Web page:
Hello, Dolly: 4 Strange Art Forms Involving Dolls
Debbie Behan Garrett
Art Attack fears dolls. Naturally, when it came time to reproduce we had a girl because Slayer was right and God hates us all. So now we're surrounded by dolls, their glass eyes full to the brim with the restless souls of murderers, rapists and guys named Marty. We hear them at night as they crawl around waiting for the right moment to kill us and drink our screams like box wine.
We've decided to try some homemade immersion therapy from the safety of the Internet. Maybe if we see some dolls that can't possibly jump out at us and murder-death-kill, we'll get over this phobia. Okay, friends and enemies, here we go...
Have Your Pageant Child Made Into a Doll
Ahhhhhhhhhh! Kill it! Kill it now. We jumped right into the trenches with this one. Last month was the controversial Universal Royal Beauty Pageant in Northcote, Australia. One of the featured services being offered by the pageants was that for a $45 fee, you could have your little princess's likeness photoshopped until they resemble porcelain dolls.
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That... child there is Eden Wood, whom you may have seen on Toddlers & Tiaras or under your bed. And just because having a picture of her as a semi-Precious Moment figurine isn't enough, her Web site actually sells a limited edition Vegas showgirl doll of her.
The Royal Australian and New Zealand College of Psychiatry has stated that this kind of photoshopping risked future mental health problems due to severe self-image distortion. The University With One F also released a statement saying the whole thing makes us tinkle in our jeans and want our mom.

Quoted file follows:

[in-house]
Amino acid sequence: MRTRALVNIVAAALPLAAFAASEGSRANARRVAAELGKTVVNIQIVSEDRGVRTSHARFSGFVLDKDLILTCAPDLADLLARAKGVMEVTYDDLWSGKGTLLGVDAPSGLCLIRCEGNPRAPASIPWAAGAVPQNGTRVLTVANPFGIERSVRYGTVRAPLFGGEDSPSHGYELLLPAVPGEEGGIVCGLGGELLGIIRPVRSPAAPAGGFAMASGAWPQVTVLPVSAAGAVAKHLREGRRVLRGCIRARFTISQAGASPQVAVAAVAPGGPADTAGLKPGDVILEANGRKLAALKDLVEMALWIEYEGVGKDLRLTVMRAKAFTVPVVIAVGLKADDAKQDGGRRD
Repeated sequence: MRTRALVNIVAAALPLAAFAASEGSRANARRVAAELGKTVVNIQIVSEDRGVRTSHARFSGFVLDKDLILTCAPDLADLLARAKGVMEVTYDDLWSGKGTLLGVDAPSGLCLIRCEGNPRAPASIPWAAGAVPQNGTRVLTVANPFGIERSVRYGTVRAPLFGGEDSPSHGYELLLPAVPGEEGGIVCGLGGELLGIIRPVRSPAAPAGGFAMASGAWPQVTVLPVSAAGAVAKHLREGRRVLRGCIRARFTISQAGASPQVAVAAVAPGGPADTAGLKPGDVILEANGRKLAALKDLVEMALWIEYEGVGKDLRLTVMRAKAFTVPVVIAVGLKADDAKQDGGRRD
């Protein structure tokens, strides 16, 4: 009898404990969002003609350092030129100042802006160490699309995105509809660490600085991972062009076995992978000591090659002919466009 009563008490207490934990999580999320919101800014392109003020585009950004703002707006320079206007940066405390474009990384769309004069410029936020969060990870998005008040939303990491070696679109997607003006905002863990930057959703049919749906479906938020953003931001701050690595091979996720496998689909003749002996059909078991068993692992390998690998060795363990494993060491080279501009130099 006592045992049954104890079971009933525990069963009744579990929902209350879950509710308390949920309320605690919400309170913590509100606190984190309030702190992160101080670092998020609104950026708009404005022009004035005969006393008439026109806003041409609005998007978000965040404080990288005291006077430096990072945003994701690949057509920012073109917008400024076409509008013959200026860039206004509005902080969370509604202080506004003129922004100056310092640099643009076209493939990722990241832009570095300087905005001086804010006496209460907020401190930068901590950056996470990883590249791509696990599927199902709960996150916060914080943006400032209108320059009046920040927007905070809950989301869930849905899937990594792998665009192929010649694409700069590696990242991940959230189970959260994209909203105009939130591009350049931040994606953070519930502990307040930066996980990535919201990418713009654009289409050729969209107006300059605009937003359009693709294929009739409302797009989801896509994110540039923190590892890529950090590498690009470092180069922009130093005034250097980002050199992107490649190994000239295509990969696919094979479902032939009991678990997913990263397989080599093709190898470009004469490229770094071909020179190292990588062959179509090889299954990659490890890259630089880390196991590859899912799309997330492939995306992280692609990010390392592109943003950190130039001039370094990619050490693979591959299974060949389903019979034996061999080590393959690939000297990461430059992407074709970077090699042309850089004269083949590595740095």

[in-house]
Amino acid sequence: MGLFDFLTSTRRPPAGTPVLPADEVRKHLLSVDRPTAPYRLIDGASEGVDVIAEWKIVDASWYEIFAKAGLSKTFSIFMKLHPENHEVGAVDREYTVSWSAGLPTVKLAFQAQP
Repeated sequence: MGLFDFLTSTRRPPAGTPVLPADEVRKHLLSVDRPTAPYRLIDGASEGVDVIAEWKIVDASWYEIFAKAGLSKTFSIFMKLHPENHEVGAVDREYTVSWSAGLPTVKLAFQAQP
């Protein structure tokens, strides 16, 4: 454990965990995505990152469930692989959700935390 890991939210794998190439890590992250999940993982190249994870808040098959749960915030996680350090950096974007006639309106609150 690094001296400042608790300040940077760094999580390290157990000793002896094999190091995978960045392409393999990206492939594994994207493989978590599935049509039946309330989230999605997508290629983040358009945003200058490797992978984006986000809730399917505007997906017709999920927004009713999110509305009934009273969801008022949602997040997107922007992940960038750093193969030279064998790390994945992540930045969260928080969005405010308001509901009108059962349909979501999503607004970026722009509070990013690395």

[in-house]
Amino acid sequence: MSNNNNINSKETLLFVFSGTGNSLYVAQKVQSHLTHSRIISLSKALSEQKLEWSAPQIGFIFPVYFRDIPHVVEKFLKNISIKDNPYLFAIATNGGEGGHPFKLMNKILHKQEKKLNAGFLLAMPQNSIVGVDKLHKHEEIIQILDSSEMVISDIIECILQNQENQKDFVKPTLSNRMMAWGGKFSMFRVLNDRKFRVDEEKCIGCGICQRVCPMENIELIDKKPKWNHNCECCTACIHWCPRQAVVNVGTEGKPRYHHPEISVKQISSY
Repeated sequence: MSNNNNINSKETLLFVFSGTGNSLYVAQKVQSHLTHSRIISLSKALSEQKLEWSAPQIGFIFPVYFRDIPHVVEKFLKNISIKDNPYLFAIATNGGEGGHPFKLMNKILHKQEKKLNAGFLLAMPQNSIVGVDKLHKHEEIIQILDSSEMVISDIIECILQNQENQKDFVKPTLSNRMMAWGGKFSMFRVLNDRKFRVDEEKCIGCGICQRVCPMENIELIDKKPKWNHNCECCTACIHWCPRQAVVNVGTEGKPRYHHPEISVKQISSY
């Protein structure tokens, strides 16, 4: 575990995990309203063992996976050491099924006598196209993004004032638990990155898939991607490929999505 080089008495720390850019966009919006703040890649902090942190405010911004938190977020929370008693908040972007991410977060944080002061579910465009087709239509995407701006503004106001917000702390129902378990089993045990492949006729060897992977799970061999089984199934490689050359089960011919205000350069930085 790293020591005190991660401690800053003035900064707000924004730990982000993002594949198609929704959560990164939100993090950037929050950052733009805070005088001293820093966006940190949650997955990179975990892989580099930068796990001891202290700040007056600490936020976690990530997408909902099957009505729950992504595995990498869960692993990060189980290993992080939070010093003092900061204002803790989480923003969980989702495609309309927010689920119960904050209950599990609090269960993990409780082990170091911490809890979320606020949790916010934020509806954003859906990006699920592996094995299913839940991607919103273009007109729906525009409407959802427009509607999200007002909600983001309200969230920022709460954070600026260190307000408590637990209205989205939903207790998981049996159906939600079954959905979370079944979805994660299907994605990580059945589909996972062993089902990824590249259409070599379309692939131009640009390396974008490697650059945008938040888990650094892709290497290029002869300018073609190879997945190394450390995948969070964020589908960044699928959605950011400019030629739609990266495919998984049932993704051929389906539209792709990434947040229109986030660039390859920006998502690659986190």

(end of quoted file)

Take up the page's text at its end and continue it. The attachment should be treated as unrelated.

This piece of art is called Dreamless Sleep, to which we would like to add, "Not very likely." Ugly Shyla spent years in Houston as a model and artist before moving over to Louisiana. She specializes in these horrifying nightmare sculptures that we can tell you from unfortunate first-hand experience have all the softness and movement of a traditional doll.
Ironically, though, the fact that Shyla's work is supposed to be deliberately upsetting makes the phobia a little easier. She's not trying to open shop in the uncanny valley here, she's taking a legitimately skewed look at the medium and exploring what she can do on the edge of destruction and beauty. They look more like horror movie props, so they're less scary. Does that make sense?
We actually have one of Shyla's dolls packed away in a box somewhere. The wife bought it because it looked kind of like Carrie's fanatical mother.
Enchanted Dollies by Marina Bychkova
That... that's actually really beautiful. Frankly speaking, that is a work of art that belongs in a museum. Maybe we're starting to get past this fear of dolls. If Shyla taught us that the ugliness of our own projections was just our imaginations, Marina Bychkova of Enchanted Doll uses her work to show just how beautiful the medium of doll art can be.
This work is called Lavanya. Her costume is made of Indian silk and her headpiece is cast silver. Her tattoos are created by engraving with a red hot needle, then rubbing china paint into the grooves. Tattooed dolls make up a whole subset of Bychkova's work, and each one is amazingly crafted with exquisite beauty. We probably spent 20 minutes on her Web site completely spellbound by her figures. It's like if Rodin worked for Mattel.
Also, that doll up there is kind of cute. No, that doll up there is actually really hot. Hey, we wonder if we went on the Internet if there would be...
Ah, arousal. The final stage of acceptance. Apparently this is a dark, erotic piece of the Internet we'd been avoiding. However, if you type in "doll porn" Google will not let you down.
These photos come to us courtesy of someone named enelonepiece. The dolls are from the Monster High line, where Bratz-esque versions of the classic Universal monsters all go to the same school. Our subjects are Draculaura (daughter of Count Dracula) and Frankie Stein (daughter of Frankenstein's monster and his bride).
And with some clever positioning, a touch of goth and an appeal to the most male part of us, our doll phobia seems to be cured. Now to tackle our all-consuming fear of jars of olives.
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